Professor Carl Heneghan, director of Oxford University’s Centre for Evidence-Based Medicine, said overall the UK’s death rates is back to normal but this could change
PA:Press Association

But while the country makes a recovery, Leicester has gone into lockdown after a spike in cases [/caption]


The measure of excess deaths could provide a better reflection on how countries have handled the pandemic so far, with Professor Chris Whitty describing it as a “key metric” in monitoring the handling of infectious diseases.

Excess mortality is calculated by counting everyone who has died in a country and subtracting the average number of people who passed away over the same period in the past five years.

It therefore includes those who have died directly and indirectly from coronavirus, including those who did not get treated in hospital as a result of the crisis.

Four regions in England – the South East, South West, North West and East – registered no excess deaths, while the number of registered deaths in the West Midlands was similar to the five-year average.

The regions where the number of registered deaths was above the five-year average were East Midlands (6.6% higher), Yorkshire and the Humber (3.6%), London (2.3%), north-east England (1.6%) and the West Midlands (0.1%).

In Wales, which recorded no excess deaths for the first time in three months last week, death registrations crept up to 44 deaths higher than than five-year average.

The number of weekly deaths involving Covid-19 fell in all regions in England and Wales.

Overall, 31,364 deaths involving coronavirus have taken place in hospitals in England and Wales.

Some 14,658 deaths occurred in care homes, 2,259 in private homes, 684 in hospices, 221 in other communal establishments and 185 elsewhere, the ONS said.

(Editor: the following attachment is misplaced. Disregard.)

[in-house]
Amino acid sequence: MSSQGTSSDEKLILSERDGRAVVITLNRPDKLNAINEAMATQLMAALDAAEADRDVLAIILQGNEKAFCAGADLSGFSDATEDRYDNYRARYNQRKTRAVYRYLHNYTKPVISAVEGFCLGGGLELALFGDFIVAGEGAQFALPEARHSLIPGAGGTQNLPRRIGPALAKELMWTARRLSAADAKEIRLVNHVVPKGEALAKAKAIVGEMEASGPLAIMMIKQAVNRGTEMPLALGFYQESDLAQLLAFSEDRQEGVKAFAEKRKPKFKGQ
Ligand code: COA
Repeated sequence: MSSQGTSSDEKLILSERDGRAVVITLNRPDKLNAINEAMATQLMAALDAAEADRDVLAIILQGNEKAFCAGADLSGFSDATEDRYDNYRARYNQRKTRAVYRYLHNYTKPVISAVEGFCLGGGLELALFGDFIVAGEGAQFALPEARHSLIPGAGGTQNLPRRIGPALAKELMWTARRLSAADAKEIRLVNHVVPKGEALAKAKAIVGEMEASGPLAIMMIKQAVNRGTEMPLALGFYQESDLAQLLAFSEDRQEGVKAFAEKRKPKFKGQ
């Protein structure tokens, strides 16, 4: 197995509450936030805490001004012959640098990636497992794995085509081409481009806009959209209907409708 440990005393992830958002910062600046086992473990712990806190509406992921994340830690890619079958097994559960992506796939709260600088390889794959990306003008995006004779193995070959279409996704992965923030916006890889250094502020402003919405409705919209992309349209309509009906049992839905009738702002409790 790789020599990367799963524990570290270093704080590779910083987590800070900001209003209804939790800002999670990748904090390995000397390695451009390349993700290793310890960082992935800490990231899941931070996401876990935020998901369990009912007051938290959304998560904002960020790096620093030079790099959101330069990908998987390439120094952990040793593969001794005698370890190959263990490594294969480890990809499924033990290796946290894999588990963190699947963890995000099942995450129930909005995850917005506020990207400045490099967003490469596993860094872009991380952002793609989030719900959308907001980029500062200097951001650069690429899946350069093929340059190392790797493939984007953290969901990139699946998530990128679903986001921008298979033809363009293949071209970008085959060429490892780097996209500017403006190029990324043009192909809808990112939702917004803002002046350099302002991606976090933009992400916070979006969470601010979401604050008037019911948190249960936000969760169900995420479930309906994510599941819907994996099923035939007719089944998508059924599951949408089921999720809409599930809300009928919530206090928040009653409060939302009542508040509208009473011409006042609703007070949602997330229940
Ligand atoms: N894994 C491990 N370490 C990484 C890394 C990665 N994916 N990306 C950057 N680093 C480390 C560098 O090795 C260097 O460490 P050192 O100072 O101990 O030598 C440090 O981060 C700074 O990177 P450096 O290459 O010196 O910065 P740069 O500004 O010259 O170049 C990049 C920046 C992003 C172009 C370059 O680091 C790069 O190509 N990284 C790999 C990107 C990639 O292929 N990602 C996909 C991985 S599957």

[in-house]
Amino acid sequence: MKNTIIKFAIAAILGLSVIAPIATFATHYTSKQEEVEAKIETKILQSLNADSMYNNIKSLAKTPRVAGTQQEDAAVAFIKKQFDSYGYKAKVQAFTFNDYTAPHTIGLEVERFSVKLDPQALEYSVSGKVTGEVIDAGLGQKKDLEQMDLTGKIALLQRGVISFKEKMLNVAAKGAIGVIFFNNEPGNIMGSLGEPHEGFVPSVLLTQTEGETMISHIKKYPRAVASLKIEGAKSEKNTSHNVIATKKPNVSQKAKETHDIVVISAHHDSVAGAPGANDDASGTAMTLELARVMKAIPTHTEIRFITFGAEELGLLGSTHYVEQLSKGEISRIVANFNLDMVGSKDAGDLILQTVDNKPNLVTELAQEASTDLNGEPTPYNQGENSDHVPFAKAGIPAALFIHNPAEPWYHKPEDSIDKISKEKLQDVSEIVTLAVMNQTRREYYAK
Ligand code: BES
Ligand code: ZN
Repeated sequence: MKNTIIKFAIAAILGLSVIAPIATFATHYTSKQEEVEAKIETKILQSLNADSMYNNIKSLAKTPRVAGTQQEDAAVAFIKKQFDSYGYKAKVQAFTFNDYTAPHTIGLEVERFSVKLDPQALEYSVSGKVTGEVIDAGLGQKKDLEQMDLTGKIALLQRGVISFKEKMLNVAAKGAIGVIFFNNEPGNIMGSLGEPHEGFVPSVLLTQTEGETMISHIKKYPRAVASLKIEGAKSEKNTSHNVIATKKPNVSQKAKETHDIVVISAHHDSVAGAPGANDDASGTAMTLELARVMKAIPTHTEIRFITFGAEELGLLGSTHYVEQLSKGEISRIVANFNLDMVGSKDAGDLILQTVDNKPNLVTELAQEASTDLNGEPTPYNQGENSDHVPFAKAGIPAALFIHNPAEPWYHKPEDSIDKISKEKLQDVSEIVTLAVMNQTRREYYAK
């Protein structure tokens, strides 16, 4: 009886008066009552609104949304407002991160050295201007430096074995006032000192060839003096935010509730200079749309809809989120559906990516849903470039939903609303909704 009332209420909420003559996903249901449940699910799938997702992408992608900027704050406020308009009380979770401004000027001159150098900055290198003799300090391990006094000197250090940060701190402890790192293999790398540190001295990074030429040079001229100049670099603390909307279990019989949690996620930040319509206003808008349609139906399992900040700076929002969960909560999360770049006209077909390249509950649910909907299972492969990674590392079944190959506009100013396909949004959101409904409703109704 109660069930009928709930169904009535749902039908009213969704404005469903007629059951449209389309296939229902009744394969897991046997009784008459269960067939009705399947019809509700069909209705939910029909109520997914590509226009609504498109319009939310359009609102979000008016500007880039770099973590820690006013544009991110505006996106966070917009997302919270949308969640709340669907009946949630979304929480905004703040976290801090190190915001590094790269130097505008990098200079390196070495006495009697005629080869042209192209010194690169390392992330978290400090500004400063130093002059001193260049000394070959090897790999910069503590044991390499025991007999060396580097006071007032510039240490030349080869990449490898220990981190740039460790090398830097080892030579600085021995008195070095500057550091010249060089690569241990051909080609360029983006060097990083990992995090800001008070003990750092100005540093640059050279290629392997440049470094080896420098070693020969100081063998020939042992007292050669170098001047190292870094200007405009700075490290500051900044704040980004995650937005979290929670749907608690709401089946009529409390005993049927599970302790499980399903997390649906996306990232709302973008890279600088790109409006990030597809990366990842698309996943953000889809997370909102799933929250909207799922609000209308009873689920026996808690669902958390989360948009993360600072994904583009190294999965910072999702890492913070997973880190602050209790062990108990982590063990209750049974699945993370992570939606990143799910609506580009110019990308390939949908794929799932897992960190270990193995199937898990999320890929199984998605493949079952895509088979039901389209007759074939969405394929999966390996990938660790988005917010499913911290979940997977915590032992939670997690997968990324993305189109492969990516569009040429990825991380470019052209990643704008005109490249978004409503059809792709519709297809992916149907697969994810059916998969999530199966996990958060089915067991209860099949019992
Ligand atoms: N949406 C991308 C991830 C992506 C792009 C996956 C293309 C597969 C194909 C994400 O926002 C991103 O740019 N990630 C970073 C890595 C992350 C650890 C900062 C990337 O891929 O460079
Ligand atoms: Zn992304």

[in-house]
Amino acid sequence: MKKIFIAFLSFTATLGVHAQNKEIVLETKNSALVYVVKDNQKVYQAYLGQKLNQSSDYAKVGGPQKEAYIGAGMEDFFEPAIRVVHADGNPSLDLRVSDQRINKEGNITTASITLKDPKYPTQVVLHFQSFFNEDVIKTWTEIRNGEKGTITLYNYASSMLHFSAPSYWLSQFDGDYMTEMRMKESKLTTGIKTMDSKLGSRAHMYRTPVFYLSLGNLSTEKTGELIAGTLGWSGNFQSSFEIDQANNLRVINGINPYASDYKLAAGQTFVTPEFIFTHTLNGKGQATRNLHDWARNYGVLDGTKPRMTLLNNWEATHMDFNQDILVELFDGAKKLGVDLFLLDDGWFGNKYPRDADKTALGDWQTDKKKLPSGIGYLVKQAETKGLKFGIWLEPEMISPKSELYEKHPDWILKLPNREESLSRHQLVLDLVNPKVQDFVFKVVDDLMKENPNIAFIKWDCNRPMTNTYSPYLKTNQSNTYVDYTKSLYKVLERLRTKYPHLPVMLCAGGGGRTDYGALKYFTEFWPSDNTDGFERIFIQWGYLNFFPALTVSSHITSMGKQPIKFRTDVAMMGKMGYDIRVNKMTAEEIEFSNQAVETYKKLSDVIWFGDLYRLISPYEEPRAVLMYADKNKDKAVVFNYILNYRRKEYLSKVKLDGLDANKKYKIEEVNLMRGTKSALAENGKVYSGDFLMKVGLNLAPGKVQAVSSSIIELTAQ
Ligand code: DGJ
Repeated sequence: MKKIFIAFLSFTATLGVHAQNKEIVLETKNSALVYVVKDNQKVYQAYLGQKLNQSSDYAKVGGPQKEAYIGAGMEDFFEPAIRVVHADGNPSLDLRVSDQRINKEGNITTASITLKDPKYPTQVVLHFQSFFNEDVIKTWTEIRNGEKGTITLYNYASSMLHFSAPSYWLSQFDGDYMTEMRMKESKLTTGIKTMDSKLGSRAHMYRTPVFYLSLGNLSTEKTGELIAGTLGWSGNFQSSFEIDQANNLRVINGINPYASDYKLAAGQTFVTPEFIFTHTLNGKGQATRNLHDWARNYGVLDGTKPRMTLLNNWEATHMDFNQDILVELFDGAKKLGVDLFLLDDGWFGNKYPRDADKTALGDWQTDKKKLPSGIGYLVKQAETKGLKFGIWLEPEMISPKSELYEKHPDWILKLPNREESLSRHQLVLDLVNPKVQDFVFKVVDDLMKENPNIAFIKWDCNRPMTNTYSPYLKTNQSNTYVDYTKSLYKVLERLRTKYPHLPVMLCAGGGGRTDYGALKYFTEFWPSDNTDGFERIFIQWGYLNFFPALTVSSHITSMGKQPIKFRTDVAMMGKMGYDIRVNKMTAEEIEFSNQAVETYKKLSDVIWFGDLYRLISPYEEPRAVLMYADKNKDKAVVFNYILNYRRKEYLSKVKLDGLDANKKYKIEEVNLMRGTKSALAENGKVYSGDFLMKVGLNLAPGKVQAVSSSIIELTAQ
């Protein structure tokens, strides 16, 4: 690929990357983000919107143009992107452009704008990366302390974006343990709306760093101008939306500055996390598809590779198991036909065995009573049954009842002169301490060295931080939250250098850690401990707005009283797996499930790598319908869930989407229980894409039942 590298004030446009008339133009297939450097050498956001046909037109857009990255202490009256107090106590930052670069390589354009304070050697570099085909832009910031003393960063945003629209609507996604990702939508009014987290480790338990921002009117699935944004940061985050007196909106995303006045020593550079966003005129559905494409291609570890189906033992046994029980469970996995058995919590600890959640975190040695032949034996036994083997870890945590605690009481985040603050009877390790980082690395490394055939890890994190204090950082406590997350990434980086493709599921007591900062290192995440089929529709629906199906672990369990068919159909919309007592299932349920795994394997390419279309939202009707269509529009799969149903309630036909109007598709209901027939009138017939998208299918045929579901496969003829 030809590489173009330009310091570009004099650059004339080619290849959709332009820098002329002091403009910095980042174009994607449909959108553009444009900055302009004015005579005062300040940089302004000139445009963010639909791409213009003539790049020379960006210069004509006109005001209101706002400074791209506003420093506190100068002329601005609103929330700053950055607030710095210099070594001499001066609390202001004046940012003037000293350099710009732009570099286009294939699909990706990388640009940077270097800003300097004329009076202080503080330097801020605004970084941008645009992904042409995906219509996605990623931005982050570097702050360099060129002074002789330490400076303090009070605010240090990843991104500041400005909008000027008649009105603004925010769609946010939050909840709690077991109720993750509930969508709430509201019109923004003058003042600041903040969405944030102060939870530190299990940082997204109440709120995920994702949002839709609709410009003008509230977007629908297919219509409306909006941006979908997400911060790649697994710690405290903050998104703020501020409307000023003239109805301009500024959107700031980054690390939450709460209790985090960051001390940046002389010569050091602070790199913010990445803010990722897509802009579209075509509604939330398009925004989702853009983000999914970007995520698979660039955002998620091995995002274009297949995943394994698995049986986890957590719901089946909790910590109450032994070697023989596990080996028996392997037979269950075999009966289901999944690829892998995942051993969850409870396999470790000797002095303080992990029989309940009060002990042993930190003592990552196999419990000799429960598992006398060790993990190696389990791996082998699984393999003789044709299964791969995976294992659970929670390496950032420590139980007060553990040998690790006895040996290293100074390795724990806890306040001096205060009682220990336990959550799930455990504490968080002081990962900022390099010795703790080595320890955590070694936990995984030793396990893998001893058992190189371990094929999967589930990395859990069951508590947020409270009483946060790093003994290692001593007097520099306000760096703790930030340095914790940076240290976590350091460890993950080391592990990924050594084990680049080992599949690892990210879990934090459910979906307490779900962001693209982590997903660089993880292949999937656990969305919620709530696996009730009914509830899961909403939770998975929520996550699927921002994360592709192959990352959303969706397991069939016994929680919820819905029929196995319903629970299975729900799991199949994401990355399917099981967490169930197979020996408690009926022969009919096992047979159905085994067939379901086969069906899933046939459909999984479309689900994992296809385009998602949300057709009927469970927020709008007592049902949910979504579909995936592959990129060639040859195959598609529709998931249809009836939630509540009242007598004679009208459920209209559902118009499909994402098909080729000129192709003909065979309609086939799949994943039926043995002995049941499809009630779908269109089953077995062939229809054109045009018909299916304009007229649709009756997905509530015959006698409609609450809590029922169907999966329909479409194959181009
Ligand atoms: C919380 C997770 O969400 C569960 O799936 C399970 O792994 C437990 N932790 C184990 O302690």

The number of excess deaths in the UK since the coronavirus outbreak began is just above 65,000, which is broadly unchanged from one week ago.

Today’s figures from the ONS, which show 59,187 deaths above the five-year average in England and Wales between March 21 and June 19, follow figures last week showing the equivalent numbers for Scotland and Northern Ireland.

The National Records of Scotland found there were 4,917 excess deaths in Scotland between March 16 and June 21, while the Northern Ireland Statistics & Research Agency put the figure for Northern Ireland at 975 excess deaths between March 28 and June 19.

Together, this means the total number of excess deaths in the UK across this period stands at 65,079.

It comes as harsher restrictions are coming into force in Leicester following a surge in the number of coronavirus cases in the city.

Evening Standard

Boris Johnson today announce a multi-billion pound ‘new deal’ for infrastructure projects to help stimulate the nation’s coronavirus economic recovery[/caption]

Rising numbers of cases in the East Midlands city – 10 per cent of all positive cases in the country over the past week – mean the planned easing of restrictions on Saturday will not take place, with people have been advised against all but essential travel.

Non-essential shops will be closed in Leicester from today.

Health secretary Matt Hancock said Leicester’s seven-day infection rate was 135 cases per 100,000 – three times that of the next highest city.

A city council worker carries rubbish from a coronavirus testing centre at Spinney Hill Park in Leicester
A city council worker carries rubbish from a coronavirus testing centre at Spinney Hill Park in Leicester
PA:Press Association
PA:Press Association

A sign in a shop window in the centre of Leicester [/caption]


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Source: thesun
First wave of coronavirus is OVER as deaths fall below normal for first time since start of pandemic, expert says